Similar to rotating biological contactors (RBC), the RBEC consists of a cylindrical water-holding vessel (ca. 3 L) which houses an array of carbon cloth coated discs (electrodes) mounted onto a central horizontal rotatable shaft. Each disc consists of a water-immersed anodic and an air-exposed cathodic half connected via a resistor. No ion-exchange membrane and wastewater recirculation were required as the air-water interface separated anode from cathode. A polarity inversion aiming at overcoming the pH gradient and enable the biofilm to catalyze both the anodic and cathodic reaction could be obtained by merely turning the disc array a half turn.
An electron flow from the submersed half disc to the air exposed half disc established with the moisture film on the air exposed cathode allowing the ionic charge transfer. As with other MFC any measured current could be documented to be linked to COD oxidation. The COD removal caused by the action of the intermittently turning discs was increased by about 30% by merely allowing an electron flow between the anodic and cathodic disc halves. This result suggests that the treatment performance of traditional RBC may be significantly increased by using suitable conductive material as the discs.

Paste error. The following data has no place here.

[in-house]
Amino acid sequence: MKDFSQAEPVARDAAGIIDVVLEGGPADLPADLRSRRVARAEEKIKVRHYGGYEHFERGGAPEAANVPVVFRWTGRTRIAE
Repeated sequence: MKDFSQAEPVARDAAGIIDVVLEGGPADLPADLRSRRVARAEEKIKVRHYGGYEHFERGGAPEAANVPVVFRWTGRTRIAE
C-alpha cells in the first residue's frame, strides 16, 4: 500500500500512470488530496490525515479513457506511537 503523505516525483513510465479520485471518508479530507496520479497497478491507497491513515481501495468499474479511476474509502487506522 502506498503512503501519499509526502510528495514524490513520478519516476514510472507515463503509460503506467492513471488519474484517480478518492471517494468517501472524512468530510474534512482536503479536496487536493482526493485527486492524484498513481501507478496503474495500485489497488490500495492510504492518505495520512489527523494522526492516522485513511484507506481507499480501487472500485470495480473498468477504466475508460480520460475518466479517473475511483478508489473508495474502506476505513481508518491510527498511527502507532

By raising the cathodic potential from about -500 to -1200 mV (vs. Ag/AgCl) using a potentiostat the cathodic limitation could be alleviated allowing an increase in electron flow and COD removal rate to 1.32 kg COD m-3 day-1 (hydraulic retention time 5h). While the COD removal rate was comparable to that of an activated sludge system, the potentiostatically supported RBEC removed COD more energy-efficiently than activated sludge systems (0.47 vs. 0.7-2.0 kWh kgCOD-1), even though it was not optimized. The RBEC could also enable electrochemically-driven hydrogen gas or methane gas production when operated as a MEC under fully anaerobic condition.
Overall, this thesis has extended our understanding on how electrochemically active microorganisms behave in BES. Especially, the discovery of the bidirectional microbial electron transfer property may shed light not only on BES development, but also on the context of fundamental microbiology. The new RBEC configuration may widen the functionality or suitability of BES for a large-scale wastewater treatment application. Nevertheless, further process optimization is needed. In particular, the cathodic reaction still remains as the key process bottleneck. Future efforts should thus be oriented towards improving and elucidating in details the mechanisms of the microbe-cathode electron transfers.
|Publication Type:||Thesis (PhD)|
|Murdoch Affiliation:||School of Environmental Science|
|Supervisor:||Ho, Goen and Cord-Ruwisch, Ralf|